Semantic relationism, belief reports and contradiction

Philosophical Studies 166 (2):273-284 (2013)
In his book Semantic Relationism, Kit Fine propounds an original and sophisticated semantic theory called ‘semantic relationism’ or ‘relational semantics’, whose peculiarity is the enrichment of Kaplan’s, Salmon’s and Soames’ Russellian semantics (more specifically, the semantic content of simple sentences and the truth-conditions of belief reports) with coordination, “the very strongest relation of synonymy or being semantically the same”. In this paper, my goal is to shed light on an undesirable result of semantic relationism: a report like “Tom believes that Cicero is bald and Tom does not believe that Tully is bald” is correct according to Fine’s provided truth-conditions of belief reports, but its semantic content is (very likely) a contradiction. As I will argue in the paper, even the resort to the notion of token proposition, introduced in Fine’s recent article “Comments on Scott Soames’ ‘Coordination Problems’”, does not suffice to convincingly eliminate the contradiction; moreover, it raises new difficulties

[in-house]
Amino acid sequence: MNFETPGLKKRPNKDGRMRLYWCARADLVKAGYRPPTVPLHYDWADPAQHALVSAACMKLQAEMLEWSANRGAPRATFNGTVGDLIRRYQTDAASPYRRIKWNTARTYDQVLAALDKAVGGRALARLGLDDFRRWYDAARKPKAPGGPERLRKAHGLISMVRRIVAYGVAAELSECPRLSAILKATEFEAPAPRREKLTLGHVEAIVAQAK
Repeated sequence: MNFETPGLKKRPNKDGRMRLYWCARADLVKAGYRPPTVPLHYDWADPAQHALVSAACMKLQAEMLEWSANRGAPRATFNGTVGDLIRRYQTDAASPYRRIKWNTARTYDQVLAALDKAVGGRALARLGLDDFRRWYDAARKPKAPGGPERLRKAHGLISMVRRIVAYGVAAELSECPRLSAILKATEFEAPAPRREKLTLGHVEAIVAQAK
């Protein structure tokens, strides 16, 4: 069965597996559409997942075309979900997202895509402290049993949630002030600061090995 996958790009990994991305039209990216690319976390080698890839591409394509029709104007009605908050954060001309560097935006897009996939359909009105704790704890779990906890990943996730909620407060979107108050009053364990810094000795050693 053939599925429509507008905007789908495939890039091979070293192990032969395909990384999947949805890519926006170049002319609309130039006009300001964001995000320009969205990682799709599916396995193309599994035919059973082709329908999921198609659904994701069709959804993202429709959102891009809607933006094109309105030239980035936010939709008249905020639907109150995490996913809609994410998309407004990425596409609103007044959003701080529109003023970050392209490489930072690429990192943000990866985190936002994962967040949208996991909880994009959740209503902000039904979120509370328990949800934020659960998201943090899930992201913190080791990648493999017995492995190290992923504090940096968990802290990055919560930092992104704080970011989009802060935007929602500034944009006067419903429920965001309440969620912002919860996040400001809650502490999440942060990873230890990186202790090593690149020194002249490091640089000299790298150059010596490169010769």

Keywords Semantic relationism  Coordination  Token propositions  Belief reports  Contradiction
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DOI 10.1007/s11098-012-0017-2
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References found in this work BETA
Nathan Salmon (1989). Illogical Belief. Philosophical Perspectives 3:243-285.
Kit Fine (2010). Comments on Scott Soames''Coordination Problems'. Philosophy and Phenomenological Research 81 (2):475-484.

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Citations of this work BETA
Richard G. Heck (2014). In Defense of Formal Relationism. Thought: A Journal of Philosophy 3 (3):243-250.

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Kent Bach (1997). Do Belief Reports Report Beliefs? Pacific Philosophical Quarterly 78 (3):215-241.
Emar Maier (2005). De Re and de Se in Quantified Belief Reports. In Sylvia Blaho, Luis Vicente & Erik Schoorlemmer (eds.), Proceedings of Console Xiii. pp. 211-29.

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